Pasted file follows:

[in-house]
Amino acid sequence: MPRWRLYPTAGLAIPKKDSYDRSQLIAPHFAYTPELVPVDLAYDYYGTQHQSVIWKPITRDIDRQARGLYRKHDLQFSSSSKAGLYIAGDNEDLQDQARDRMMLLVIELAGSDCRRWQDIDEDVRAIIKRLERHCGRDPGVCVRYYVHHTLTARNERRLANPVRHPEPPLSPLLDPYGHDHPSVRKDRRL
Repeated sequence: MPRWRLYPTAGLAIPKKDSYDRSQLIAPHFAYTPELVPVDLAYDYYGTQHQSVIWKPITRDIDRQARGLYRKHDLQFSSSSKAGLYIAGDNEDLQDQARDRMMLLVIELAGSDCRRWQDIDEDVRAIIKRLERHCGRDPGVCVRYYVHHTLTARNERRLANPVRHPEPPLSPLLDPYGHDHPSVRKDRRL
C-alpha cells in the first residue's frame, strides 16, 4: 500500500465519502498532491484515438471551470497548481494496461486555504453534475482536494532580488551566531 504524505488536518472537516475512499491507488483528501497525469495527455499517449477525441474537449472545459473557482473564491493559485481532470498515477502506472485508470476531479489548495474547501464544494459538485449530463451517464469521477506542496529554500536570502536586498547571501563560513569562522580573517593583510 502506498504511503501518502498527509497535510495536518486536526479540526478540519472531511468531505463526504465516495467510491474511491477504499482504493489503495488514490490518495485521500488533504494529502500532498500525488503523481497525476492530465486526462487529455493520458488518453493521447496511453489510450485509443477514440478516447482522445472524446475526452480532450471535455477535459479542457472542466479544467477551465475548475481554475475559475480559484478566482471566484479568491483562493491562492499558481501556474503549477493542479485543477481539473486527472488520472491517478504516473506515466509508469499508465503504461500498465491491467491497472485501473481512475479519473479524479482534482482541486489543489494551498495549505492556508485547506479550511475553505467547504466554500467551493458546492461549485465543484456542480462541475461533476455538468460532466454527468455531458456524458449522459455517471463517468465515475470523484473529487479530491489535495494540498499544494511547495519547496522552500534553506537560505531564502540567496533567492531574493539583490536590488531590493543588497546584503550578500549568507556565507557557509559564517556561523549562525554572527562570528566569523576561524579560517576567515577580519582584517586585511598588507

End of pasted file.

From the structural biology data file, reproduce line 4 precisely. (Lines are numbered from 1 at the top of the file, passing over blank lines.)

C-alpha cells in the first residue's frame, strides 16, 4: 500500500465519502498532491484515438471551470497548481494496461486555504453534475482536494532580488551566531 504524505488536518472537516475512499491507488483528501497525469495527455499517449477525441474537449472545459473557482473564491493559485481532470498515477502506472485508470476531479489548495474547501464544494459538485449530463451517464469521477506542496529554500536570502536586498547571501563560513569562522580573517593583510 502506498504511503501518502498527509497535510495536518486536526479540526478540519472531511468531505463526504465516495467510491474511491477504499482504493489503495488514490490518495485521500488533504494529502500532498500525488503523481497525476492530465486526462487529455493520458488518453493521447496511453489510450485509443477514440478516447482522445472524446475526452480532450471535455477535459479542457472542466479544467477551465475548475481554475475559475480559484478566482471566484479568491483562493491562492499558481501556474503549477493542479485543477481539473486527472488520472491517478504516473506515466509508469499508465503504461500498465491491467491497472485501473481512475479519473479524479482534482482541486489543489494551498495549505492556508485547506479550511475553505467547504466554500467551493458546492461549485465543484456542480462541475461533476455538468460532466454527468455531458456524458449522459455517471463517468465515475470523484473529487479530491489535495494540498499544494511547495519547496522552500534553506537560505531564502540567496533567492531574493539583490536590488531590493543588497546584503550578500549568507556565507557557509559564517556561523549562525554572527562570528566569523576561524579560517576567515577580519582584517586585511598588507